Where does your interest in business come from?
I was a competitive soccer player and loved everything about it—the diversity on my teams, the travel, the challenges, and the camaraderie. Business has all of that. I think when you look at what it takes to build a successful company, 90 percent of it comes from coordinating different people and identifying how they work best with each other to raise the collective level of competitiveness. Then there’s the need to continually learn and try new things. And, of course, in a global economy, you’re always traveling and adapting to different cultures.
What sort of path has your career taken?
Right after college I went to work with an entrepreneur who owned a conglomerate of companies. We had a global industrial company, real estate development and building, distribution, services businesses, even financing. I learned all of those industries from the inside out, and I developed a real passion for helping businesses grow and operate efficiently.
Over the years, I’ve had the privilege of working with more than 50 companies representing over $75 billion in revenue. Naturally this includes working with—and learning from—many, many brilliant executives in just about every scenario. It’s been an incredible ride!
How would you describe your working style?
You know, I’m from the Midwest, which is culturally very unassuming. I think that helps in my role. Founders have put everything they have into their businesses. They don’t need someone coming in and telling them what to do. They need someone they can really talk to, who understands their business, their products, and their competitors. When I do have advice I want to offer, I do it in the form of questions or examples of things that I’ve seen work for other companies in similar situations. The founder will then make the decision that’s best for their company.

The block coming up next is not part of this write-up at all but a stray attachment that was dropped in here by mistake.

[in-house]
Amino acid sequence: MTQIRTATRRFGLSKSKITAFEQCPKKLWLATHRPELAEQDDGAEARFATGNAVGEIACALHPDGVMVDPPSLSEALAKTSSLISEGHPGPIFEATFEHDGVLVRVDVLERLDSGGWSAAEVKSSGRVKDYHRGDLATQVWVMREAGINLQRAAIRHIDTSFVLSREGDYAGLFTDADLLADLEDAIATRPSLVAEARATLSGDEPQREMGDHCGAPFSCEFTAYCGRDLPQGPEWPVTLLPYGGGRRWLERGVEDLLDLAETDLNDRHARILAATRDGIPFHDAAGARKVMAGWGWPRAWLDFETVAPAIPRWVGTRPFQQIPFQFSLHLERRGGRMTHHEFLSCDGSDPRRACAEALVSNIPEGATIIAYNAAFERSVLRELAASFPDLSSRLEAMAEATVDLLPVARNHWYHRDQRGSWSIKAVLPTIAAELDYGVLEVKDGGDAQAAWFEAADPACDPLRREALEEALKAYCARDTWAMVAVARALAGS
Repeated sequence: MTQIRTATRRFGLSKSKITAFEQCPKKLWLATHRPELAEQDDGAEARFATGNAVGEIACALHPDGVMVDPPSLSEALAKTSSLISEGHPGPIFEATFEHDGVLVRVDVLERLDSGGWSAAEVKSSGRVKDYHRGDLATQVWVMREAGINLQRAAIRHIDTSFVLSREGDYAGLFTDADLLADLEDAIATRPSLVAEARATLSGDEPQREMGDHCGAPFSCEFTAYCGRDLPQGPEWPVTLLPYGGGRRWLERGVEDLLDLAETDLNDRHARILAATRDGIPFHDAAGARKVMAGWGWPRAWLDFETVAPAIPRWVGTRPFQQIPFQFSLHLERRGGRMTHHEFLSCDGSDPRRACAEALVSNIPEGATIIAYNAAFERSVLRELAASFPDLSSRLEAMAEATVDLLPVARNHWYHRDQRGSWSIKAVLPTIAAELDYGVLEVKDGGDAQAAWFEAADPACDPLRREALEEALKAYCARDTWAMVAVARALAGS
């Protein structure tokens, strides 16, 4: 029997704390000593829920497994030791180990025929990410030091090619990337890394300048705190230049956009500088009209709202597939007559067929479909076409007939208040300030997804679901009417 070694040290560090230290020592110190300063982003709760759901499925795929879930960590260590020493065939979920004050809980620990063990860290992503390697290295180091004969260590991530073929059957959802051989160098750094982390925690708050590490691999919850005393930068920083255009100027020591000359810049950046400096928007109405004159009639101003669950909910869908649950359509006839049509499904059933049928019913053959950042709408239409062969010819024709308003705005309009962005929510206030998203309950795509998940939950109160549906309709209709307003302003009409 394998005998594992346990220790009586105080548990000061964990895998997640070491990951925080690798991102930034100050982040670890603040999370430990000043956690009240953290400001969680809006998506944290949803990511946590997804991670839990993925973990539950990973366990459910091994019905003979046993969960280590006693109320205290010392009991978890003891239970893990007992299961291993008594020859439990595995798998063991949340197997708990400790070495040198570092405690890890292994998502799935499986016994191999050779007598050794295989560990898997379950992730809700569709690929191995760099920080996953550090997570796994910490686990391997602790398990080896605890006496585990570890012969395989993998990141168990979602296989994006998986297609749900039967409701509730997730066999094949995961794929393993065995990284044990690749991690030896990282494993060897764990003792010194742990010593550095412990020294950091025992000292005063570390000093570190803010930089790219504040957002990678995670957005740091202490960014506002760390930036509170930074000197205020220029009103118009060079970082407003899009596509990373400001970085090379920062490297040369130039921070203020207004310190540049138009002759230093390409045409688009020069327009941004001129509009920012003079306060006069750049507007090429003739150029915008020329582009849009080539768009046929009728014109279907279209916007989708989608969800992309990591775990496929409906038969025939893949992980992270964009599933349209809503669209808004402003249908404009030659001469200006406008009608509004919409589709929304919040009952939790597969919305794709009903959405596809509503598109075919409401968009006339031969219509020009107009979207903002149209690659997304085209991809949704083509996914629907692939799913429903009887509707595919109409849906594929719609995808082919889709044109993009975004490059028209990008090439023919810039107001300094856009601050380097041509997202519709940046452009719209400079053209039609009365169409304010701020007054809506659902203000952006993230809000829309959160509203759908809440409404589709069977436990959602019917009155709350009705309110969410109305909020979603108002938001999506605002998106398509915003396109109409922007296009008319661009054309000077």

Does that style come naturally to you?
Oh, there was definitely a learning curve. When I was just starting out—maybe all of 23 years old, working for a manufacturing company—the CEO asked me to get to the bottom of a problem one of their factories was having. I got to the factory unannounced, and told the 60-year-old supervisor that I was here to fix things. Ha!—imagine how that went over. The next day, I tried again. I went back and said, “I’m here to understand your business.” Totally different response. It was the beginning of a long and positive collaboration. That was a big life lesson.
I’m successful if I can make others successful.
What does success look like to you?
It’s simple. I’m successful if I can make others successful. When a meaningful decision has to be made, or if a CEO or somebody has a doubt in their mind, I want them to be able to pick up the phone and call me as a friend and partner just to say, Hey, what do you think? Let's talk through this. Together, we make a decision, and then we execute. If you ask me, that’s as good as it gets.
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